Property values may contain Java system property placeholder substrings of the form ${propertyname} which are substituted for actual values from java.lang.System.getProperties at runtime.

  • Environment property placeholder expansion

    Similarly, property values may contain environment property placeholder substrings of the form ${env.propertyname} which are substituted for actual values from java.lang.System.getEnv at runtime.

  • default.properties

    Using developer account override properties in ~/.gu/<appname>.properties means applications can be developed and run in environments without any operations support at the cost of some custom maintanence.

    It can be desirable, however, for applications to run on unmanaged machines with zero configuration, e.g. open developed applications.

    Using global developer settings may not be appropriate if default values can be assumed. To this end, a default stage and service domain setting is assumed if none is available from /etc/gu/install_vars. In both cases, this default is taken to be the literal text default.

    The upshot is that a stage based developer properties and a service domain based developer properties are provided to applications when running in environments without setup properties. These both happen to be sourced from the same location, default.properties, so there is de facto a single source location for properties for unconfigured machines.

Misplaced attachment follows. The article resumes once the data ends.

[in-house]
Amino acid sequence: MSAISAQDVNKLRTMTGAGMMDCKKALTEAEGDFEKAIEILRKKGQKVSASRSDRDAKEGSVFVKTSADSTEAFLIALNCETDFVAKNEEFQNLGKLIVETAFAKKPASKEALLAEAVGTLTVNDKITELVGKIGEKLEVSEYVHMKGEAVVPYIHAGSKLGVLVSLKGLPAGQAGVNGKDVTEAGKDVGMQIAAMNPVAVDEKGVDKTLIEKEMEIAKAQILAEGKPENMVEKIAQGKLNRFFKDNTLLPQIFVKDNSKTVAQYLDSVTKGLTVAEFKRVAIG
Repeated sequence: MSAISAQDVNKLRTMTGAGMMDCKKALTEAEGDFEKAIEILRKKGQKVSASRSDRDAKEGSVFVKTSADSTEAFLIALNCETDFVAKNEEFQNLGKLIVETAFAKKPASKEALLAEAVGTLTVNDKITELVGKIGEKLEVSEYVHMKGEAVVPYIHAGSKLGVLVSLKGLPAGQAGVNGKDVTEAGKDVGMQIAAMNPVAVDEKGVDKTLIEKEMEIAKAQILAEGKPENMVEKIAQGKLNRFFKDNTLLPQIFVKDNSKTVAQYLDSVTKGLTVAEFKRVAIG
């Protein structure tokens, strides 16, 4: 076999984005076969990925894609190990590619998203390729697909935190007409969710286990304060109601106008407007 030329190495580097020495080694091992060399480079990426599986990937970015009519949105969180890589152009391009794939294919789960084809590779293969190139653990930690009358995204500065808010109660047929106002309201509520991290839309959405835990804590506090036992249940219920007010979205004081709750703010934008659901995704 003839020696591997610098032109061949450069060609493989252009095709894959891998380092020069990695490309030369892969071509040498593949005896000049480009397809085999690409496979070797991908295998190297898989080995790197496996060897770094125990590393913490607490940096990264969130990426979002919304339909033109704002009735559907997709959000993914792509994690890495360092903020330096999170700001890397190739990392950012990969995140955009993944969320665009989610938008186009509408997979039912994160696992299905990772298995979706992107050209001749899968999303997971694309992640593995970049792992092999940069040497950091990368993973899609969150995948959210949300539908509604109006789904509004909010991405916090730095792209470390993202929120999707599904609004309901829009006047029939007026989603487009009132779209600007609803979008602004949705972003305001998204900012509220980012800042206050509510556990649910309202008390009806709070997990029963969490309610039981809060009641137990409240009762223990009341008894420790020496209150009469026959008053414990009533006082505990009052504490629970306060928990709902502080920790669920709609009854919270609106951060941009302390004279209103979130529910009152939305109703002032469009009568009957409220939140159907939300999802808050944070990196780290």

The present implementation contains the possibility for very unexpected configuration if /etc/gu/install_vars is partially specified and a default.properties is provided.

    Use at your own risk.

Common Pitfalls

  1. Adding new requirements

    If your application configuration does not conform to this scheme, the default assumption should be that your configuration requirements should be revisited, rather than the logic in this framework is insufficient.

    Extended functionality may be necessary but the prejudice should be against augmenting this framework.

  2. Overriding installation properties with Java Systems properties

    This is a development convenience which is very inconsistent in production. Both the installation and Java Systems properties are configured by operations, there should be no call for overriding.

How to add Guardian Configuration to your webapp

Include the most recent version of the framework using your favourite dependency management tool.